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Tim Hecker Revitalizes Drone Music on “Love Streams”

| Thursday, April 14, 2016

t_hecker_bannerLindsey Meyers

Love streams. Loud and decaying, the alluvial phosphorescence of neon. On the riverbank, the souls of gleaming children voice their piping organs, breaking down in tenor tones.

This is the atmosphere of Tim Hecker’s latest solo work, “Love Streams.” For the uninformed, Hecker is one of the foremost ambient drone producers working today. The genre’s sound is characterized by dusky and dense electronic arrangements that pop, swell, and deteriorate throughout each track – think William Basinski on a goth stint.

At least, this was the tone of Hecker’s previous works, “Ravedeath, 1972” and “Virgins”, albums that reimaged liturgical instrumentals by sublimating them via drone. The aesthetic was divine, and divinely dark. Hecker’s follow-up is not altogether different. His creative approach has not drastically changed, but the tone of “Love Streams” is indisputably in contrast with its predecessor.

“Love Streams” was, like “Virgins,” recorded in a studio in Reykjavik, Iceland, with the help of fellow electronic luminary Ben Frost. But this time, the central subject of the work is not the haunted piano of “Virgins,” but the brightness of the human voice. For this purpose, Hecker recruited the Icelandic Choir Ensemble, whose pseudo-angelic voices he manipulates on this LP. The result sounds as oblique as any of his albums, but the semblance of a human presence on this work creates a dynamic that moves away from the abstraction that has characterized his previous works.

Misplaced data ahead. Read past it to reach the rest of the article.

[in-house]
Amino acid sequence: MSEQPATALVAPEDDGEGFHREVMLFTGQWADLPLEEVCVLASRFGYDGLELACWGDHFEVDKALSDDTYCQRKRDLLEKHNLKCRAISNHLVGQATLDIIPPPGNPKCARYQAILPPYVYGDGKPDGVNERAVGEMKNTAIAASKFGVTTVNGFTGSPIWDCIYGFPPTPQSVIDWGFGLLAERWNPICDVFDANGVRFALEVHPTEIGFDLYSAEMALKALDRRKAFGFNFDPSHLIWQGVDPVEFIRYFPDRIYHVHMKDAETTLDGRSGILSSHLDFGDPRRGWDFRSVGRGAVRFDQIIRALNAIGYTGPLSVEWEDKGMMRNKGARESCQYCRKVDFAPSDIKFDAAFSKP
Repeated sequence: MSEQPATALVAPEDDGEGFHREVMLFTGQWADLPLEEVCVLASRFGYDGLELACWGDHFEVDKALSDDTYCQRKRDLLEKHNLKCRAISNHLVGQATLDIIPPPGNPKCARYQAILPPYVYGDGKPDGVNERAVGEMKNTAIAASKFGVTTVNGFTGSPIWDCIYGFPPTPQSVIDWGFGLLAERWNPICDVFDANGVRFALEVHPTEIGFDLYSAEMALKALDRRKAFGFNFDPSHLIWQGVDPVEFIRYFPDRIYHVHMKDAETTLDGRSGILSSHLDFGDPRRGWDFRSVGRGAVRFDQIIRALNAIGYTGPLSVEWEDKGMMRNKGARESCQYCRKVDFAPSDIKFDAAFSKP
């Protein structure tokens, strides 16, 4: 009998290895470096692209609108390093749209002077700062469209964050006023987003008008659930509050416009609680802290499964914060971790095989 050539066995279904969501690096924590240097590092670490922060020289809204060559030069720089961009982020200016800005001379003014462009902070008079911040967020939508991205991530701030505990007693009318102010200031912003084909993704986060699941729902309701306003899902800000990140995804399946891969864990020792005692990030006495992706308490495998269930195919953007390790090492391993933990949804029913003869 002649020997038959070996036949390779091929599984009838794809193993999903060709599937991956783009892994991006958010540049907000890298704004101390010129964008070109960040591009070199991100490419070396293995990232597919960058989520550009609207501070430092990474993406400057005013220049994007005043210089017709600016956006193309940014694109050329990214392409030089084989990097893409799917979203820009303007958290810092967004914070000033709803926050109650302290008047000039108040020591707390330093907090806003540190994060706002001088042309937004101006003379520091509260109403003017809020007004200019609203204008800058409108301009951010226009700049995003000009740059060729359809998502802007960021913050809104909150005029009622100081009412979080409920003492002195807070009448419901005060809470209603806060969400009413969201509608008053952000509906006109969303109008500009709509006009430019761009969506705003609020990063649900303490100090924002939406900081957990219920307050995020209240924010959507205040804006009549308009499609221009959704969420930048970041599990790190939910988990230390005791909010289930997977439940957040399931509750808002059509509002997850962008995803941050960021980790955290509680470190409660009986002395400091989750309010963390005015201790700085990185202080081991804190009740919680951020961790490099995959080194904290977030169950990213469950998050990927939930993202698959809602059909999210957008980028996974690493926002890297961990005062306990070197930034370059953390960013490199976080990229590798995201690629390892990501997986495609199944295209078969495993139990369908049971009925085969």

Standout tracks “Music of the Air” and “Voice Crack” best capitalize on the disorienting qualities of vocal intercalation and are as a result the strongest and most evocative on the album. The pieces are infused with an aura of chaos that is simultaneously chaotic and uplifting, yet paradoxically, chiming neon synth-pads instill them with a sublime peace.

Warmth is such an essential player in the mood shift of Hecker’s latest work the tracks that don’t incorporate a semblance of human presence are — while still skillful and compelling — much less distinct from the sounds of his previous records. “Live Leak Instrumental,” for example, could easily have been a sequel to “Stab Variation” from “Virgins,” with electronic plucks substituted for orchestral sounds. Nonetheless, Hecker’s mastery of his craft prevents any of the tracks on “Love Streams” from sounding repetitive or drab. For an artist working in a genre whose output is consistently marred by redundancy and even some measure of creative bankruptcy, Hecker’s accomplishment is particularly impressive.

Ambient music — and ambient drone all the more — tends to polarize its audience. To some it is the electronic equivalent of classical, to others it is nothing but elevator music. But on “Love Streams,” Tim Hecker is able to recreate himself sufficiently to widen his appeal to people who may have found his previous work “too creepy.” On the contrary, the fluorescent heat that radiates from his latest work makes for a listen as calming as it is dynamic and engaging. As it is less “classical” than “Virgins,” there is no risk of it being confused with Muzak.

Of course, stylistic changes notwithstanding, Hecker could have done more to recreate himself musically. Yet while it could have been interesting to see an entirely different side of Hecker, it would be unfair to say that such a metamorphosis were necessary. Even while exploring more or less the same territory for the length of his career, Hecker has proven his ability to consistently wow. Why say no to more?

About Adrian Mark Lore

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